On view through January 20, 2020
National Museum of Women in the Arts
Conventional art historical representations of female figures have traditionally shown women passively linked to the landscape through gendered associations of nature, eroticism and fertility. In contrast, “Live Dangerously” presents fierce, dreamy and witty images of women presiding over the landscape—all through the lens of the female gaze. From the literally groundbreaking work of Ana Mendieta to the first-ever installation of all 100 large-scale photographs in Janaina Tschäpe’s series “100 Little Deaths” (1996–2002), the artists illuminate the planet’s surface as a stunning stage for human drama. Coinciding with the exhibition “Judy Chicago—The End: A Meditation on Death and Extinction,” the works in “Live Dangerously” are drawn from the museum’s collection of modern and contemporary photography and enhanced by loans that illuminate the place of landscape in the construction of personal histories and identities.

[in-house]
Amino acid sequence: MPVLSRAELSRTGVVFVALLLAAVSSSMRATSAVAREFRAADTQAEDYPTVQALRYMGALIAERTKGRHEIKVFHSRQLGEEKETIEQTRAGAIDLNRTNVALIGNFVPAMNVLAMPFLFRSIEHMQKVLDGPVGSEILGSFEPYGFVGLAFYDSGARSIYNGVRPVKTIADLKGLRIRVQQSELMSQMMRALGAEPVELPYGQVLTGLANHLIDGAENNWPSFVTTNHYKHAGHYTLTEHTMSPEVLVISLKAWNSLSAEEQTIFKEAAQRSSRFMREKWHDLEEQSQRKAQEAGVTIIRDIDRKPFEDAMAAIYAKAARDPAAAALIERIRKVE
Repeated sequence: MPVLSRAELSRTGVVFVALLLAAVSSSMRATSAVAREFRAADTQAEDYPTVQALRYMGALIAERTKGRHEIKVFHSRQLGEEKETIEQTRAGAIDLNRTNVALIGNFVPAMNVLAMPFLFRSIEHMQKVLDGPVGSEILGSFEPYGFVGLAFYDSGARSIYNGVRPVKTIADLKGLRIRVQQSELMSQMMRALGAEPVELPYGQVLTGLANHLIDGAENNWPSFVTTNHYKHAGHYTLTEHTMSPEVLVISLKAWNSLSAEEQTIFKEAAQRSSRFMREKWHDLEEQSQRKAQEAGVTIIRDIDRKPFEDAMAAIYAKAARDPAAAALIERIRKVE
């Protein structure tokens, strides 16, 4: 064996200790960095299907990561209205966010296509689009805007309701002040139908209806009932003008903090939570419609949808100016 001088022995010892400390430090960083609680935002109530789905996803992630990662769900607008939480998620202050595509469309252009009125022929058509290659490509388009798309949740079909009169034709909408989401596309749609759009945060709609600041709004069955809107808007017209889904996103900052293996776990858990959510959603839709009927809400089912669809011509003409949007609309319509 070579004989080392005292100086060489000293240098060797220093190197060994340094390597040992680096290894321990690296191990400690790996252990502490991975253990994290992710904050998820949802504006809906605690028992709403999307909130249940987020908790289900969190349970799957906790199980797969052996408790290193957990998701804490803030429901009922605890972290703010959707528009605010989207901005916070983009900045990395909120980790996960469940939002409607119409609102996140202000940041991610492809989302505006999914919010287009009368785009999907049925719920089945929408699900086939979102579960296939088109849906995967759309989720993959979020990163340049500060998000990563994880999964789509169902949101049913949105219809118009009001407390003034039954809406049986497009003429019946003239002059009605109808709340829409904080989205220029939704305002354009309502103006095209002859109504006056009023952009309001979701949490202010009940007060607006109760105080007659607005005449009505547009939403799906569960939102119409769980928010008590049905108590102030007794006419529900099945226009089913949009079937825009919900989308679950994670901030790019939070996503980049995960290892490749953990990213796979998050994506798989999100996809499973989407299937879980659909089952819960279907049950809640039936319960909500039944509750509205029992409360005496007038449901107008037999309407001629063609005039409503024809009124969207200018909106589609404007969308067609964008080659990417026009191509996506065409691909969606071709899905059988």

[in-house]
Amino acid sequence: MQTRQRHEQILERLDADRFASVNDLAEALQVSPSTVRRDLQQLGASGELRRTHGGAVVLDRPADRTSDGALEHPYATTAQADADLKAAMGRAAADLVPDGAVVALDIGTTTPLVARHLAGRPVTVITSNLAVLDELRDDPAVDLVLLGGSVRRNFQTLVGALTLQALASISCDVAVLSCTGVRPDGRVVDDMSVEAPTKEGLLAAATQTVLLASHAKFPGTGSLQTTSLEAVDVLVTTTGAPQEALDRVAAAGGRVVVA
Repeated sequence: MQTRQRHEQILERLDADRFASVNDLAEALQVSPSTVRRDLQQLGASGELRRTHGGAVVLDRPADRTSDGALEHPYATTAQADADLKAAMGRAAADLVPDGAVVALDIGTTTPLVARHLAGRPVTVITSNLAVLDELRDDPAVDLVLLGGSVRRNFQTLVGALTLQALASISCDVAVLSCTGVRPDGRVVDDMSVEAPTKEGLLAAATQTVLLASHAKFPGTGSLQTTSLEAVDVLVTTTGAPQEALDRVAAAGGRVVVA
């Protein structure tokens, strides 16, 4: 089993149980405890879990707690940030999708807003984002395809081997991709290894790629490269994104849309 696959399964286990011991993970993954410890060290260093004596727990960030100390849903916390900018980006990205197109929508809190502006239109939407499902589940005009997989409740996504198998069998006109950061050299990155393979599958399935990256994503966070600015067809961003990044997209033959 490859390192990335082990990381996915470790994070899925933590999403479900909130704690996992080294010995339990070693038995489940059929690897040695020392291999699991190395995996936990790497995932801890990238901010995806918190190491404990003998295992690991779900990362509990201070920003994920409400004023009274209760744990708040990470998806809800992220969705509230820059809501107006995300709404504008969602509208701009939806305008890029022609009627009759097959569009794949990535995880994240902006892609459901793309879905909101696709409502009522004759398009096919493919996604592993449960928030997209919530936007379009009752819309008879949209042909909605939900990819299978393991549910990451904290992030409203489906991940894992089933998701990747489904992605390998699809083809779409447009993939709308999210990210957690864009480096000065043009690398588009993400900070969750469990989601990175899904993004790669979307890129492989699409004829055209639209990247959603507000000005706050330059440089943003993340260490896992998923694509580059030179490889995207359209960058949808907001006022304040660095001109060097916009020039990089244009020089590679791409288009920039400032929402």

Image: Janaina Tschäpe, Frick Park, from the series “100 Little Deaths,” 2000; Chromogenic color print, 31 x 47 in.; National Museum of Women in the Arts, Gift of Heather and Tony Podesta Collection; © Janaina Tschäpe; Image courtesy of Janaina Tschäpe studio